Unfortunately for the Chancellor and his supportive Prime Minister, their Eurosceptic colleagues in the backbenches did not share in the praise offered to the Autumn Statement by the bourgeois press. Iain Duncan Smith, the former Work and Pensions Secretary and prominent Leave campaigner, described the OBR’s economic predictions as “yet another utter doom and gloom scenario”, stating that, “the key thing is that the OBR has been wrong in every single forecast they have made so far…On the deficit, on growth, on jobs, they have pretty much been wrong on everything.”
Pro-Brexit Tory MP John Redwood, meanwhile, defiantly proclaimed that, "Their [GDP growth] forecast probably is too low, their borrowing forecast is far too high, and we'll get good access to the single market once we're out of the EU."
“Suspicion of experts goes back into antiquity,” Jacob Rees-Mogg, an infamously arch-Eurosceptic Tory MP, declared, justifying the scepticism towards these Cassandras and their pessimistic prophesies. “Experts, soothsayers, astrologers are all in much the same category.”
From the perspective of the ruling class, then, Hammond and May are the only sober-headed people at (or, rather, in) a party of drunkards. Whilst all the serious capitalists and their representatives are screaming about the impending cliff of Hard Brexit that the country is about to drive off of, the Brexiteers are screaming at their leaders to ignore the warning signs, put their foot on the gas, and accelerate into the abyss.
The dead end of capitalism
With frenzied Tory backbenchers on one side, the interference of the High Court on the other, and a set of damning forecasts from the OBR on their desks, May and Hammond’s calm in the face of adversity may have temporarily settled the nerves of big business. But the fact remains that the world economy is teetering on the brink, and no amount of stoicism from the government’s chief politicians will improve the prognosis for the dying patient of British capitalism.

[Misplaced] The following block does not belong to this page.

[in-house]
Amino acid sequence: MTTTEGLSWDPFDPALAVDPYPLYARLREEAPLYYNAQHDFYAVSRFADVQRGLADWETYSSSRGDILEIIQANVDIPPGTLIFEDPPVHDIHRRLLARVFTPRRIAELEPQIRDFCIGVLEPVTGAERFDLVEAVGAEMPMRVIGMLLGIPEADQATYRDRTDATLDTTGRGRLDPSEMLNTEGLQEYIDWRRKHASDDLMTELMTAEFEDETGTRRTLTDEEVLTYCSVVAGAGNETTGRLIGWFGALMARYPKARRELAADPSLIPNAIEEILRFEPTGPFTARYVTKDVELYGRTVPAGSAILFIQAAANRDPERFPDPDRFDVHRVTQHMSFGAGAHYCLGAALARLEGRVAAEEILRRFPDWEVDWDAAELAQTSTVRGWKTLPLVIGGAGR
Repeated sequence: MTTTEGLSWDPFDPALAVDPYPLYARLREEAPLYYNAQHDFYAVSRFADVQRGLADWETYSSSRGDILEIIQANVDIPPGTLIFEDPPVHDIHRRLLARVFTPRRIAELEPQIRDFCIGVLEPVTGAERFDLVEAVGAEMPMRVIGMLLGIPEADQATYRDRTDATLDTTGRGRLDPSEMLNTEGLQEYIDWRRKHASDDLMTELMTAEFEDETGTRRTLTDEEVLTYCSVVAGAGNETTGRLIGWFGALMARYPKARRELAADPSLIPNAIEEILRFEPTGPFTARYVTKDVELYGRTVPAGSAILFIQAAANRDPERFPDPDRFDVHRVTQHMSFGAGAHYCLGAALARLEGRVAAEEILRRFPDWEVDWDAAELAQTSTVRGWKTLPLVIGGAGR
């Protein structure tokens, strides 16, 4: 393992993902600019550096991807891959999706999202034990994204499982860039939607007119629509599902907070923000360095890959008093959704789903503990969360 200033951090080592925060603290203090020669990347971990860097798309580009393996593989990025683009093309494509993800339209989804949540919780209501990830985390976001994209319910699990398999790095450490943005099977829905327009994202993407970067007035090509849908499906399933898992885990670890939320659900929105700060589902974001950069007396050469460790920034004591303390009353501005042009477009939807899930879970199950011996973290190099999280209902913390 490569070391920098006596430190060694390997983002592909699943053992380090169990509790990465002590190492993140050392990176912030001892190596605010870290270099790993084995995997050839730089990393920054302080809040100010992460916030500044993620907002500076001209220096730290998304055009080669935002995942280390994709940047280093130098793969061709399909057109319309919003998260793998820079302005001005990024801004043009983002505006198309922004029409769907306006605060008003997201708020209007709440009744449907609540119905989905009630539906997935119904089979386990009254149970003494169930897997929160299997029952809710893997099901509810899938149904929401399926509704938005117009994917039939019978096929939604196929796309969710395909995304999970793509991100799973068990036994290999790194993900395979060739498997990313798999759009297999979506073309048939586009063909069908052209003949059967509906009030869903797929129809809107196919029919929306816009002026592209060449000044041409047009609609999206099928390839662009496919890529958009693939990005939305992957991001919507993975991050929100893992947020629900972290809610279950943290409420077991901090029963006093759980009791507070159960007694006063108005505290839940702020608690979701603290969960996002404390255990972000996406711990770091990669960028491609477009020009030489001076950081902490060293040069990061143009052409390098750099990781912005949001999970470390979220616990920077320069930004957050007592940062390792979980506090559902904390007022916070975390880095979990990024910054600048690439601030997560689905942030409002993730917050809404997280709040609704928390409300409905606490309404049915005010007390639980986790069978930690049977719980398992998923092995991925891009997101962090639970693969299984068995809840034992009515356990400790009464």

Indeed, the political uncertainty arising from the earthquakes of Brexit and the Trump presidential victory has had a clear impact on the UK economy, with private investment stalling, growth slowing, and inflation rising. As we have reported elsewhere, even before the latest OBR figures, all the signs were already pointing towards another slump – not just in Britain, but internationally. And this is not to mention the prospect of the whole European project being torn to pieces in the coming period, with the rise of anti-EU parties in France and Italy potentially providing the final nail in the coffin for the single currency and the common market.
It is clear, then, that Hammond, May, and the Tories have nothing to offer the working class – neither with this latest Autumn Statement, nor with their wider programme of austerity and attacks. Whether it is a “soft” or “hard” Brexit on the cards will make little difference for workers and youth, who have already experienced years of failed Tory policies under Cameron and Osborne. And with years of further callous cuts in store, it is evident that the Tories – and the senile capitalist system they defend – are a dead end for vast majority of ordinary people.
The time is ripe for the Corbyn-led Labour Party to go on the offensive. Unfortunately, however, the response from John McDonnell, the shadow chancellor, to Hammond’s announcements did not match the boldness demanded by the situation, with reporters stating that, “even the most loyal Corbynite MPs sat glumly, many fiddling with their phones as he [McDonnell] spoke”. Corbyn, meanwhile, could also be found at the CBI conference earlier this week, like May, reassuring Britain’s bosses that Labour would work with big business – at a time when big business and its Blairite representatives in the Parliamentary Labour Party (PLP) have made it abundantly clear that are not willing to work with him.
What is required is for Corbyn and McDonnell to provide a militant lead in the charge against the Tories and the capitalist class interests that they defend. This must begin by cleaning out the stables of the Labour Party, sweeping away the Blairite backstabbers in the PLP and replacing them with genuine fighters of the working class. United behind Corbyn, and armed with a bold alternative to Tory austerity of socialist policies, the unstoppable power of the labour movement could quickly bring the Tory government to its knees. There is no time to waste.